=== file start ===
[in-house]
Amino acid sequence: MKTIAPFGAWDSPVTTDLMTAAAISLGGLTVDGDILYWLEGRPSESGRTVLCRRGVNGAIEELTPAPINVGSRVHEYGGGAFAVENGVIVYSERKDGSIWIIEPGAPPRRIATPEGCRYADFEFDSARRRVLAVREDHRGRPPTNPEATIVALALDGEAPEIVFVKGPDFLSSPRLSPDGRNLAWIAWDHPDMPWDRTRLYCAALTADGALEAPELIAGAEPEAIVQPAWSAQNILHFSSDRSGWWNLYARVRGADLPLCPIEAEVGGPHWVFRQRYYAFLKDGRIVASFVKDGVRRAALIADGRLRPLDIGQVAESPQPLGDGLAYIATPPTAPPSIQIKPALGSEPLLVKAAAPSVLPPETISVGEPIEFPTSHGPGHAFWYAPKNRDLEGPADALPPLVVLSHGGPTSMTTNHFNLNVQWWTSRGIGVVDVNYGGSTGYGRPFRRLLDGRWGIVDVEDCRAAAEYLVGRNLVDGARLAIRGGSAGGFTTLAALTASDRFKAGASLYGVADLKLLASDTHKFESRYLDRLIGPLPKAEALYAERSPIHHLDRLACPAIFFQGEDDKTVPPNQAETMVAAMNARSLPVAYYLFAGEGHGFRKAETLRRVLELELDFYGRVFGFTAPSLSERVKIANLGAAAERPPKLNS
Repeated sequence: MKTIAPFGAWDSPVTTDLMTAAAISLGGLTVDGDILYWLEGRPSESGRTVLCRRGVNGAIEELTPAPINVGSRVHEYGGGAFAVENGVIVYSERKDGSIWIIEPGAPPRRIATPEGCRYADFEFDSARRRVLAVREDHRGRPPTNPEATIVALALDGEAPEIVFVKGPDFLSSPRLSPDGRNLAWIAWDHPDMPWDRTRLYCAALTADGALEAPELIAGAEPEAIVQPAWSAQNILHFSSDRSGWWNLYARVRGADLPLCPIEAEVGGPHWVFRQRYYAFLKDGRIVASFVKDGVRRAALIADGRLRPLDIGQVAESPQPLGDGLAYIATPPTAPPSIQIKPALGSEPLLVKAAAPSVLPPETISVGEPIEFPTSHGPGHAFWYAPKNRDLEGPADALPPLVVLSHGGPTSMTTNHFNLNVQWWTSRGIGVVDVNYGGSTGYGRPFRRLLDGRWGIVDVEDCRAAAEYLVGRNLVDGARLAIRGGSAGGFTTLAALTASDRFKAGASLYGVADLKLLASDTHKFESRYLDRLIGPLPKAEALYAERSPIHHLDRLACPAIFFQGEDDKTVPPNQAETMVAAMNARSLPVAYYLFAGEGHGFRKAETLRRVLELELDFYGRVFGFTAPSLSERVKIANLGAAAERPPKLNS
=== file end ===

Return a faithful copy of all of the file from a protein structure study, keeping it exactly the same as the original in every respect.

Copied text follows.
[in-house]
Amino acid sequence: MKTIAPFGAWDSPVTTDLMTAAAISLGGLTVDGDILYWLEGRPSESGRTVLCRRGVNGAIEELTPAPINVGSRVHEYGGGAFAVENGVIVYSERKDGSIWIIEPGAPPRRIATPEGCRYADFEFDSARRRVLAVREDHRGRPPTNPEATIVALALDGEAPEIVFVKGPDFLSSPRLSPDGRNLAWIAWDHPDMPWDRTRLYCAALTADGALEAPELIAGAEPEAIVQPAWSAQNILHFSSDRSGWWNLYARVRGADLPLCPIEAEVGGPHWVFRQRYYAFLKDGRIVASFVKDGVRRAALIADGRLRPLDIGQVAESPQPLGDGLAYIATPPTAPPSIQIKPALGSEPLLVKAAAPSVLPPETISVGEPIEFPTSHGPGHAFWYAPKNRDLEGPADALPPLVVLSHGGPTSMTTNHFNLNVQWWTSRGIGVVDVNYGGSTGYGRPFRRLLDGRWGIVDVEDCRAAAEYLVGRNLVDGARLAIRGGSAGGFTTLAALTASDRFKAGASLYGVADLKLLASDTHKFESRYLDRLIGPLPKAEALYAERSPIHHLDRLACPAIFFQGEDDKTVPPNQAETMVAAMNARSLPVAYYLFAGEGHGFRKAETLRRVLELELDFYGRVFGFTAPSLSERVKIANLGAAAERPPKLNS
Repeated sequence: MKTIAPFGAWDSPVTTDLMTAAAISLGGLTVDGDILYWLEGRPSESGRTVLCRRGVNGAIEELTPAPINVGSRVHEYGGGAFAVENGVIVYSERKDGSIWIIEPGAPPRRIATPEGCRYADFEFDSARRRVLAVREDHRGRPPTNPEATIVALALDGEAPEIVFVKGPDFLSSPRLSPDGRNLAWIAWDHPDMPWDRTRLYCAALTADGALEAPELIAGAEPEAIVQPAWSAQNILHFSSDRSGWWNLYARVRGADLPLCPIEAEVGGPHWVFRQRYYAFLKDGRIVASFVKDGVRRAALIADGRLRPLDIGQVAESPQPLGDGLAYIATPPTAPPSIQIKPALGSEPLLVKAAAPSVLPPETISVGEPIEFPTSHGPGHAFWYAPKNRDLEGPADALPPLVVLSHGGPTSMTTNHFNLNVQWWTSRGIGVVDVNYGGSTGYGRPFRRLLDGRWGIVDVEDCRAAAEYLVGRNLVDGARLAIRGGSAGGFTTLAALTASDRFKAGASLYGVADLKLLASDTHKFESRYLDRLIGPLPKAEALYAERSPIHHLDRLACPAIFFQGEDDKTVPPNQAETMVAAMNARSLPVAYYLFAGEGHGFRKAETLRRVLELELDFYGRVFGFTAPSLSERVKIANLGAAAERPPKLNS